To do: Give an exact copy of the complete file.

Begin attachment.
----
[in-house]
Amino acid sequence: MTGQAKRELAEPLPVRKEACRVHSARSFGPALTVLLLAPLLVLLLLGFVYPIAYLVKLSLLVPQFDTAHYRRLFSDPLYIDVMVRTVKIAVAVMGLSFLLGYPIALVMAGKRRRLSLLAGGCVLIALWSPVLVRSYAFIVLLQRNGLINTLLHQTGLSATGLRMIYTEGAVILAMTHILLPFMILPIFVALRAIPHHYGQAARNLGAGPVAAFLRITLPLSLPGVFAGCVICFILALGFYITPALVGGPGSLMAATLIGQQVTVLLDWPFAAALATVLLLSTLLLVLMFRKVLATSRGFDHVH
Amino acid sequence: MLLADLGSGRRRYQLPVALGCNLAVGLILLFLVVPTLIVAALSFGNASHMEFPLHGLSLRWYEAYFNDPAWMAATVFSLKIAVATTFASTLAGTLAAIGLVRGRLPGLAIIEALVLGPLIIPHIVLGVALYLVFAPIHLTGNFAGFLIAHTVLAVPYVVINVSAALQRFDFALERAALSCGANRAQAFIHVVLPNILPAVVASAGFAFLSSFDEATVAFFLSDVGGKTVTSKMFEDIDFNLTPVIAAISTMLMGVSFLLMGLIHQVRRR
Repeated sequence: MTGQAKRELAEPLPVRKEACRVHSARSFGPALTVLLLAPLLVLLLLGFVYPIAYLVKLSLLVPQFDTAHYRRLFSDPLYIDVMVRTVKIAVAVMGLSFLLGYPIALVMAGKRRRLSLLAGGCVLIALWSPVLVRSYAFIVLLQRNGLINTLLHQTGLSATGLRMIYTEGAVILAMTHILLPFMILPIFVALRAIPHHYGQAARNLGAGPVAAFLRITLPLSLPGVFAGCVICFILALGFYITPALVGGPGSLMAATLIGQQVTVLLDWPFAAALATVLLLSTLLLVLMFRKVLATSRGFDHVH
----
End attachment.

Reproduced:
[in-house]
Amino acid sequence: MTGQAKRELAEPLPVRKEACRVHSARSFGPALTVLLLAPLLVLLLLGFVYPIAYLVKLSLLVPQFDTAHYRRLFSDPLYIDVMVRTVKIAVAVMGLSFLLGYPIALVMAGKRRRLSLLAGGCVLIALWSPVLVRSYAFIVLLQRNGLINTLLHQTGLSATGLRMIYTEGAVILAMTHILLPFMILPIFVALRAIPHHYGQAARNLGAGPVAAFLRITLPLSLPGVFAGCVICFILALGFYITPALVGGPGSLMAATLIGQQVTVLLDWPFAAALATVLLLSTLLLVLMFRKVLATSRGFDHVH
Amino acid sequence: MLLADLGSGRRRYQLPVALGCNLAVGLILLFLVVPTLIVAALSFGNASHMEFPLHGLSLRWYEAYFNDPAWMAATVFSLKIAVATTFASTLAGTLAAIGLVRGRLPGLAIIEALVLGPLIIPHIVLGVALYLVFAPIHLTGNFAGFLIAHTVLAVPYVVINVSAALQRFDFALERAALSCGANRAQAFIHVVLPNILPAVVASAGFAFLSSFDEATVAFFLSDVGGKTVTSKMFEDIDFNLTPVIAAISTMLMGVSFLLMGLIHQVRRR
Repeated sequence: MTGQAKRELAEPLPVRKEACRVHSARSFGPALTVLLLAPLLVLLLLGFVYPIAYLVKLSLLVPQFDTAHYRRLFSDPLYIDVMVRTVKIAVAVMGLSFLLGYPIALVMAGKRRRLSLLAGGCVLIALWSPVLVRSYAFIVLLQRNGLINTLLHQTGLSATGLRMIYTEGAVILAMTHILLPFMILPIFVALRAIPHHYGQAARNLGAGPVAAFLRITLPLSLPGVFAGCVICFILALGFYITPALVGGPGSLMAATLIGQQVTVLLDWPFAAALATVLLLSTLLLVLMFRKVLATSRGFDHVH